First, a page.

What is Sleep Hygiene? Top 7 Tips to Improve Your Sleep

sleep hygiene

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We love sleep and let’s all be honest, who doesn’t? Now the question is, how do we distinguish our ability to recover better and hone in on the quality of our sleep? The answer lies within formulating our own sleep hygiene.

But what is Sleep Hygiene? In essence, sleep hygiene are behaviors and environmental interventions that we perform in able to promote high-quality sleep. Think about its simply as a sleep routine or nightly habits. (Irish et al, 2016)

Why Sleep Hygiene Is Important

It is amazing in today’s culture that the lack of sleep has been normalized. From working
overtime, late-night media scrolling, maybe a Netflix binge? Without following a routine, it is
truly hard to fall asleep.

A single thought (if stimulating enough) will have your mind racing in the middle of the night before you to bed. And sometimes that’s all it takes, voila! Your bedtime is now extended or should I say, the quantity of your sleep time is now shortened.

But I do hope that some of you know what it feels like to wake up in the morning feeling fresh and ready to go due to a great night of sleep.

And that is probably something we can all benefit from. But the topic of sleep and sleep hygiene are rarely being brought up in your daily conversations.

Not unless you’re around trainers, therapists, and professionals who would recommend and prescribe these modalities to you.

Whether you’re looking to improve your recovery, increase performance and productivity, or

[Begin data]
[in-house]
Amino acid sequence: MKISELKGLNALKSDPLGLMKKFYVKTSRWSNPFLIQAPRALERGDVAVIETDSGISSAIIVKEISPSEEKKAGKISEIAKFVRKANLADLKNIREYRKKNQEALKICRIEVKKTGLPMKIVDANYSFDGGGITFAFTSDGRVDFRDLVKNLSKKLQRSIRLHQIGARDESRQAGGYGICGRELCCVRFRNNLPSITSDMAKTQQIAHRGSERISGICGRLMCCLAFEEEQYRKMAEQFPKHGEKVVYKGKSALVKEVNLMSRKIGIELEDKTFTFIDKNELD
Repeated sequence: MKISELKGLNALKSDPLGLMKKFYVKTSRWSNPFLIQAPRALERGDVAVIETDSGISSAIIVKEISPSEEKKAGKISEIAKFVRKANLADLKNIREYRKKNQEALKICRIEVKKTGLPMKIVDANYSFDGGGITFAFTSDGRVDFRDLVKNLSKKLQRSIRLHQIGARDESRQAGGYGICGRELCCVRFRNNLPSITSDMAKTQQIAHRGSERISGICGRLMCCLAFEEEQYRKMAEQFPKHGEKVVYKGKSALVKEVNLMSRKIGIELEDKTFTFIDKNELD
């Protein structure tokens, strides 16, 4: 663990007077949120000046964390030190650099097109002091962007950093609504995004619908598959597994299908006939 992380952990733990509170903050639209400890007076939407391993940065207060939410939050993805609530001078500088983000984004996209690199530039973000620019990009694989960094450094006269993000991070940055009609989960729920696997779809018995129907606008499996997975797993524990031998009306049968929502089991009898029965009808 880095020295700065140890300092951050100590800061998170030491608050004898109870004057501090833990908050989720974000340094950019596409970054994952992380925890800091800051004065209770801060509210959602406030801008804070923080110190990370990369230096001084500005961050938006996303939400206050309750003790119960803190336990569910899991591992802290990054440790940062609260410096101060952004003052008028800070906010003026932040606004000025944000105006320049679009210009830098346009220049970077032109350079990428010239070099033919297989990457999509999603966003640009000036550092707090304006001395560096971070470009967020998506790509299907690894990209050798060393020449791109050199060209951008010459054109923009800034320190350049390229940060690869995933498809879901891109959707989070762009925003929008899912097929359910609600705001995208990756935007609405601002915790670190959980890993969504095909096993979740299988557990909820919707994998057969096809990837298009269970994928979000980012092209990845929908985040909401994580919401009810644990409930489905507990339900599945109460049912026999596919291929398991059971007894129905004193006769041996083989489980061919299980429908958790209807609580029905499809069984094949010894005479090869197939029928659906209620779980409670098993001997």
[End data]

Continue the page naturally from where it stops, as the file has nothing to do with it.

just build a healthier and sustainable nightly routine. The information given below is going to be advantageous and will play an integral part in your success!

Here are: The TOP 7 Modalities You Can Utilize to Enhance Your Sleep Hygiene!

  • 1. Avoid Caffeine/Alcohol/Nicotine

  • 2. Exercise Regularly

  • 3. Keep Away From Electronics Before Bedtime

  • 4. Maintain a Regular Sleep Schedule

  • 5. Create a Dark, Quiet, and Cold Room (if possible)

  • 6. Take a Warm Shower or Bath

  • 7. Journal/Meditate

1. Avoid Caffeine/Alcohol/Nicotine Before Bed

Caffeine, alcohol, and nicotine are all stimulants that will keep a consumer
awake during the night. You want to avoid alcoholic beverages due to the fact
that it can significantly decrease your quality of sleep.

The same goes for any kind of caffeine source foods such as coffee, chocolate, and black tea. Likewise, smokers should abstain from consuming tobacco. Try and avoid taking these
products 4-6 hours prior to bedtime.

2. Exercise Regularly

Engaging in regular physical activity can result in improvements in sleep quality
as well as overall fitness and health. Research shows that the largest improvements were seen in individuals who regularly exercised (resistance trained, walking, etc.) for more than 60 minutes per day.

Now, if you don’t have the resources to resistance train. Here is an alternative, take the time out of your day to either walk, jog, or run for about 30-40 minutes and swear by it! Any movement is better than no movement!

3. Keep Away From Electronics Before Bedtime

We are stuck on our phones and love watching television shows before hitting
the sheets. Electronics (phone) emit blue light which can disrupt our circadian
rhythm (the body’s 24-hour internal clock) and decrease melatonin levels (a
hormone that contributes to our ability to fall asleep).

You want to stay away (or at least put it on silent mode) from your phone and television for about 40-60 minutes prior to bedtime.